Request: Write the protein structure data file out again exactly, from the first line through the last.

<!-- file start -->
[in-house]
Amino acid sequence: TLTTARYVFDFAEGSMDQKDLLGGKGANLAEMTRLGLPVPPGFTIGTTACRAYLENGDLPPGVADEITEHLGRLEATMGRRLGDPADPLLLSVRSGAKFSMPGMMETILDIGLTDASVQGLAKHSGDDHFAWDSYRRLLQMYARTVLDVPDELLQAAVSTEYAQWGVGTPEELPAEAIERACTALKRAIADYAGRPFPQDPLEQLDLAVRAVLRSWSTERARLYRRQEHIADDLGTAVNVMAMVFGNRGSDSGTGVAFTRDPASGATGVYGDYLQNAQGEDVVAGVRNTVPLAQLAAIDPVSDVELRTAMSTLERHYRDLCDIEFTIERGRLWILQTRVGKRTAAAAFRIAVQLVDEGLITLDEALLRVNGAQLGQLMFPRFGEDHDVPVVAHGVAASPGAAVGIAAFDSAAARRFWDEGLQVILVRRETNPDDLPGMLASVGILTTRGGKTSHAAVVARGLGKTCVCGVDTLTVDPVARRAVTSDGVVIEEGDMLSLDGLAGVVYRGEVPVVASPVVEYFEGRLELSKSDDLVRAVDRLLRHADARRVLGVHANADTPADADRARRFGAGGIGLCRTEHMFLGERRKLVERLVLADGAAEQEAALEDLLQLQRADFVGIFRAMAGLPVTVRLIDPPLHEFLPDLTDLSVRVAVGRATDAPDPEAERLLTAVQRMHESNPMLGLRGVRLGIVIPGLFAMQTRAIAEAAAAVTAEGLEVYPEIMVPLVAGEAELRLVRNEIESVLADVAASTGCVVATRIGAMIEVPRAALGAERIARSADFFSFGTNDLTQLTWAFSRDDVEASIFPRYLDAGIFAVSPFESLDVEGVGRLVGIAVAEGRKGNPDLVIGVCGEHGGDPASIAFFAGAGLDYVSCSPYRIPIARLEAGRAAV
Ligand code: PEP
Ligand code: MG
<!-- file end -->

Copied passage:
[in-house]
Amino acid sequence: TLTTARYVFDFAEGSMDQKDLLGGKGANLAEMTRLGLPVPPGFTIGTTACRAYLENGDLPPGVADEITEHLGRLEATMGRRLGDPADPLLLSVRSGAKFSMPGMMETILDIGLTDASVQGLAKHSGDDHFAWDSYRRLLQMYARTVLDVPDELLQAAVSTEYAQWGVGTPEELPAEAIERACTALKRAIADYAGRPFPQDPLEQLDLAVRAVLRSWSTERARLYRRQEHIADDLGTAVNVMAMVFGNRGSDSGTGVAFTRDPASGATGVYGDYLQNAQGEDVVAGVRNTVPLAQLAAIDPVSDVELRTAMSTLERHYRDLCDIEFTIERGRLWILQTRVGKRTAAAAFRIAVQLVDEGLITLDEALLRVNGAQLGQLMFPRFGEDHDVPVVAHGVAASPGAAVGIAAFDSAAARRFWDEGLQVILVRRETNPDDLPGMLASVGILTTRGGKTSHAAVVARGLGKTCVCGVDTLTVDPVARRAVTSDGVVIEEGDMLSLDGLAGVVYRGEVPVVASPVVEYFEGRLELSKSDDLVRAVDRLLRHADARRVLGVHANADTPADADRARRFGAGGIGLCRTEHMFLGERRKLVERLVLADGAAEQEAALEDLLQLQRADFVGIFRAMAGLPVTVRLIDPPLHEFLPDLTDLSVRVAVGRATDAPDPEAERLLTAVQRMHESNPMLGLRGVRLGIVIPGLFAMQTRAIAEAAAAVTAEGLEVYPEIMVPLVAGEAELRLVRNEIESVLADVAASTGCVVATRIGAMIEVPRAALGAERIARSADFFSFGTNDLTQLTWAFSRDDVEASIFPRYLDAGIFAVSPFESLDVEGVGRLVGIAVAEGRKGNPDLVIGVCGEHGGDPASIAFFAGAGLDYVSCSPYRIPIARLEAGRAAV
Ligand code: PEP
Ligand code: MG